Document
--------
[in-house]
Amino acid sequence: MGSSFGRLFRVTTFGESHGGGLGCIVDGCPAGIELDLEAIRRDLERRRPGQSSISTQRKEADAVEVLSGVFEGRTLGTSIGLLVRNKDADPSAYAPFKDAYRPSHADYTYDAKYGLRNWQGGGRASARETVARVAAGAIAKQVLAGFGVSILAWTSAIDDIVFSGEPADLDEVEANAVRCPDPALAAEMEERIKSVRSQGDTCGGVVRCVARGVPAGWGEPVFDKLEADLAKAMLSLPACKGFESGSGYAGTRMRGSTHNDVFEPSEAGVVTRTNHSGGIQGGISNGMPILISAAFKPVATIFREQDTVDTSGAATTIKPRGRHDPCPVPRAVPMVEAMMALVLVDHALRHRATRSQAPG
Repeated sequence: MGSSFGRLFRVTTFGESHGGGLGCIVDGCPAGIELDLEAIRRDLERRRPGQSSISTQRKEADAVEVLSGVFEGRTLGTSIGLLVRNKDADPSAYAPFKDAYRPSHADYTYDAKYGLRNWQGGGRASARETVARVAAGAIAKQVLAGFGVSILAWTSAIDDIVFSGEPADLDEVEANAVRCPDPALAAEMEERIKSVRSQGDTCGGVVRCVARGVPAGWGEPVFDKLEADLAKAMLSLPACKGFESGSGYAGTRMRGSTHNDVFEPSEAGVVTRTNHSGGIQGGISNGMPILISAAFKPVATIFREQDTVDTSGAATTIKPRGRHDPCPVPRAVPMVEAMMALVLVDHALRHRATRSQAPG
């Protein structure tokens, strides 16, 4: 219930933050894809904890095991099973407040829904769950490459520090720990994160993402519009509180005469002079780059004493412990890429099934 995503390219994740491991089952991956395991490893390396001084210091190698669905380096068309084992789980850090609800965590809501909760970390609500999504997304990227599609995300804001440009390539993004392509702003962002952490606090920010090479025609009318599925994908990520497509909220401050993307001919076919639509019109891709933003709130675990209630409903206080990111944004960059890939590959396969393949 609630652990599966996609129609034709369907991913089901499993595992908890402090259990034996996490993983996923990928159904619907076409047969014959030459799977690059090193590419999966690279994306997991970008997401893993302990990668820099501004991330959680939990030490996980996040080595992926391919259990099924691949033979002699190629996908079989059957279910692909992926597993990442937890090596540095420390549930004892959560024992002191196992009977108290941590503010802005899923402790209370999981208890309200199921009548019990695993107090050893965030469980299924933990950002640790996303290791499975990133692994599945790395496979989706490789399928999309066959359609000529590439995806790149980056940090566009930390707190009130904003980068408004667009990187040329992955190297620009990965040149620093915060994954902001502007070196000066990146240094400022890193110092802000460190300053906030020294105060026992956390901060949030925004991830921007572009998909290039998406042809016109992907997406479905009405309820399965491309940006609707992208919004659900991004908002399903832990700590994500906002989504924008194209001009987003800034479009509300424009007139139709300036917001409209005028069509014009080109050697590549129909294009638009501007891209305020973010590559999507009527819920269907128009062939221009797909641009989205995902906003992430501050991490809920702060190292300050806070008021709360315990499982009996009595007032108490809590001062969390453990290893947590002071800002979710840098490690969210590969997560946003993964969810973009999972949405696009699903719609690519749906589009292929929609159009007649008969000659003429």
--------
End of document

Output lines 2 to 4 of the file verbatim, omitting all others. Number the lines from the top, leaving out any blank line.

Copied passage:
Amino acid sequence: MGSSFGRLFRVTTFGESHGGGLGCIVDGCPAGIELDLEAIRRDLERRRPGQSSISTQRKEADAVEVLSGVFEGRTLGTSIGLLVRNKDADPSAYAPFKDAYRPSHADYTYDAKYGLRNWQGGGRASARETVARVAAGAIAKQVLAGFGVSILAWTSAIDDIVFSGEPADLDEVEANAVRCPDPALAAEMEERIKSVRSQGDTCGGVVRCVARGVPAGWGEPVFDKLEADLAKAMLSLPACKGFESGSGYAGTRMRGSTHNDVFEPSEAGVVTRTNHSGGIQGGISNGMPILISAAFKPVATIFREQDTVDTSGAATTIKPRGRHDPCPVPRAVPMVEAMMALVLVDHALRHRATRSQAPG
Repeated sequence: MGSSFGRLFRVTTFGESHGGGLGCIVDGCPAGIELDLEAIRRDLERRRPGQSSISTQRKEADAVEVLSGVFEGRTLGTSIGLLVRNKDADPSAYAPFKDAYRPSHADYTYDAKYGLRNWQGGGRASARETVARVAAGAIAKQVLAGFGVSILAWTSAIDDIVFSGEPADLDEVEANAVRCPDPALAAEMEERIKSVRSQGDTCGGVVRCVARGVPAGWGEPVFDKLEADLAKAMLSLPACKGFESGSGYAGTRMRGSTHNDVFEPSEAGVVTRTNHSGGIQGGISNGMPILISAAFKPVATIFREQDTVDTSGAATTIKPRGRHDPCPVPRAVPMVEAMMALVLVDHALRHRATRSQAPG
């Protein structure tokens, strides 16, 4: 219930933050894809904890095991099973407040829904769950490459520090720990994160993402519009509180005469002079780059004493412990890429099934 995503390219994740491991089952991956395991490893390396001084210091190698669905380096068309084992789980850090609800965590809501909760970390609500999504997304990227599609995300804001440009390539993004392509702003962002952490606090920010090479025609009318599925994908990520497509909220401050993307001919076919639509019109891709933003709130675990209630409903206080990111944004960059890939590959396969393949 609630652990599966996609129609034709369907991913089901499993595992908890402090259990034996996490993983996923990928159904619907076409047969014959030459799977690059090193590419999966690279994306997991970008997401893993302990990668820099501004991330959680939990030490996980996040080595992926391919259990099924691949033979002699190629996908079989059957279910692909992926597993990442937890090596540095420390549930004892959560024992002191196992009977108290941590503010802005899923402790209370999981208890309200199921009548019990695993107090050893965030469980299924933990950002640790996303290791499975990133692994599945790395496979989706490789399928999309066959359609000529590439995806790149980056940090566009930390707190009130904003980068408004667009990187040329992955190297620009990965040149620093915060994954902001502007070196000066990146240094400022890193110092802000460190300053906030020294105060026992956390901060949030925004991830921007572009998909290039998406042809016109992907997406479905009405309820399965491309940006609707992208919004659900991004908002399903832990700590994500906002989504924008194209001009987003800034479009509300424009007139139709300036917001409209005028069509014009080109050697590549129909294009638009501007891209305020973010590559999507009527819920269907128009062939221009797909641009989205995902906003992430501050991490809920702060190292300050806070008021709360315990499982009996009595007032108490809590001062969390453990290893947590002071800002979710840098490690969210590969997560946003993964969810973009999972949405696009699903719609690519749906589009292929929609159009007649008969000659003429």